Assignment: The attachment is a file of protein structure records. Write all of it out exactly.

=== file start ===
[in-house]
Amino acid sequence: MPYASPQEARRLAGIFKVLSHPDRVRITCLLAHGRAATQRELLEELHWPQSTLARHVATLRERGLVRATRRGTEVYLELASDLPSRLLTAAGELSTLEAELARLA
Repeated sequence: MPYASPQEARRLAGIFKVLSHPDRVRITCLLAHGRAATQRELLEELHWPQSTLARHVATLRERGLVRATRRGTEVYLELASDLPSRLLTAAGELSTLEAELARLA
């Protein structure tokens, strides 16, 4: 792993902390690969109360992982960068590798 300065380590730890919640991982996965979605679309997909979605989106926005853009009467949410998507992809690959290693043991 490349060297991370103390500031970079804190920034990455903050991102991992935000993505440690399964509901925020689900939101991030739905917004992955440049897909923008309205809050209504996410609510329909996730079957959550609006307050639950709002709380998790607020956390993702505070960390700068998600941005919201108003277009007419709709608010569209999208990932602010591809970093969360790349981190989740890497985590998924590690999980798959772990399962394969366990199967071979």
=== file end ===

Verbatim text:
[in-house]
Amino acid sequence: MPYASPQEARRLAGIFKVLSHPDRVRITCLLAHGRAATQRELLEELHWPQSTLARHVATLRERGLVRATRRGTEVYLELASDLPSRLLTAAGELSTLEAELARLA
Repeated sequence: MPYASPQEARRLAGIFKVLSHPDRVRITCLLAHGRAATQRELLEELHWPQSTLARHVATLRERGLVRATRRGTEVYLELASDLPSRLLTAAGELSTLEAELARLA
């Protein structure tokens, strides 16, 4: 792993902390690969109360992982960068590798 300065380590730890919640991982996965979605679309997909979605989106926005853009009467949410998507992809690959290693043991 490349060297991370103390500031970079804190920034990455903050991102991992935000993505440690399964509901925020689900939101991030739905917004992955440049897909923008309205809050209504996410609510329909996730079957959550609006307050639950709002709380998790607020956390993702505070960390700068998600941005919201108003277009007419709709608010569209999208990932602010591809970093969360790349981190989740890497985590998924590690999980798959772990399962394969366990199967071979």